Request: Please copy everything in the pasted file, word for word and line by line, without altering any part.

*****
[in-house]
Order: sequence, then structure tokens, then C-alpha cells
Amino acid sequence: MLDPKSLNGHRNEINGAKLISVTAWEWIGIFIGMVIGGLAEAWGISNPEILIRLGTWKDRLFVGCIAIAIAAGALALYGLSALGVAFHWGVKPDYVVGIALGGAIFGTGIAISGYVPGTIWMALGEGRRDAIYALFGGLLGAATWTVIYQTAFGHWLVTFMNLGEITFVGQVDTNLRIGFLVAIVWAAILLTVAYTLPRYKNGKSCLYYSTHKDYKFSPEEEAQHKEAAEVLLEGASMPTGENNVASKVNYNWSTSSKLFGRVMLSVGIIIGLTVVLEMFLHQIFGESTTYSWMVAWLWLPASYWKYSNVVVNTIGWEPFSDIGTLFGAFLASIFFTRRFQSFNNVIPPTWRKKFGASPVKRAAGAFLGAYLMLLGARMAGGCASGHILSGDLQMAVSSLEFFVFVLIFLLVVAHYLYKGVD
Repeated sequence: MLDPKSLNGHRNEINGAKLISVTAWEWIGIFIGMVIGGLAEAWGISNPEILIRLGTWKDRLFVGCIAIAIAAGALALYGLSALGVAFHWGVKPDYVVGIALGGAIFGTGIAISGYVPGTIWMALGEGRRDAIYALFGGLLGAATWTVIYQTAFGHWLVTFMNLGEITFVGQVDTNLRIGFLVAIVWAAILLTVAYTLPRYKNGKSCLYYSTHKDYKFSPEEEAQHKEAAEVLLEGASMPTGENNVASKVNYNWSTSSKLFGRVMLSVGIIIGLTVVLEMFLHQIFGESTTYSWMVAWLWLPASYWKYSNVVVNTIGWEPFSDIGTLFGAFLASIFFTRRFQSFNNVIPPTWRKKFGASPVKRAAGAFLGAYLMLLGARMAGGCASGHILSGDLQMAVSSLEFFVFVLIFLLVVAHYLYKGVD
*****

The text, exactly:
[in-house]
Order: sequence, then structure tokens, then C-alpha cells
Amino acid sequence: MLDPKSLNGHRNEINGAKLISVTAWEWIGIFIGMVIGGLAEAWGISNPEILIRLGTWKDRLFVGCIAIAIAAGALALYGLSALGVAFHWGVKPDYVVGIALGGAIFGTGIAISGYVPGTIWMALGEGRRDAIYALFGGLLGAATWTVIYQTAFGHWLVTFMNLGEITFVGQVDTNLRIGFLVAIVWAAILLTVAYTLPRYKNGKSCLYYSTHKDYKFSPEEEAQHKEAAEVLLEGASMPTGENNVASKVNYNWSTSSKLFGRVMLSVGIIIGLTVVLEMFLHQIFGESTTYSWMVAWLWLPASYWKYSNVVVNTIGWEPFSDIGTLFGAFLASIFFTRRFQSFNNVIPPTWRKKFGASPVKRAAGAFLGAYLMLLGARMAGGCASGHILSGDLQMAVSSLEFFVFVLIFLLVVAHYLYKGVD
Repeated sequence: MLDPKSLNGHRNEINGAKLISVTAWEWIGIFIGMVIGGLAEAWGISNPEILIRLGTWKDRLFVGCIAIAIAAGALALYGLSALGVAFHWGVKPDYVVGIALGGAIFGTGIAISGYVPGTIWMALGEGRRDAIYALFGGLLGAATWTVIYQTAFGHWLVTFMNLGEITFVGQVDTNLRIGFLVAIVWAAILLTVAYTLPRYKNGKSCLYYSTHKDYKFSPEEEAQHKEAAEVLLEGASMPTGENNVASKVNYNWSTSSKLFGRVMLSVGIIIGLTVVLEMFLHQIFGESTTYSWMVAWLWLPASYWKYSNVVVNTIGWEPFSDIGTLFGAFLASIFFTRRFQSFNNVIPPTWRKKFGASPVKRAAGAFLGAYLMLLGARMAGGCASGHILSGDLQMAVSSLEFFVFVLIFLLVVAHYLYKGVD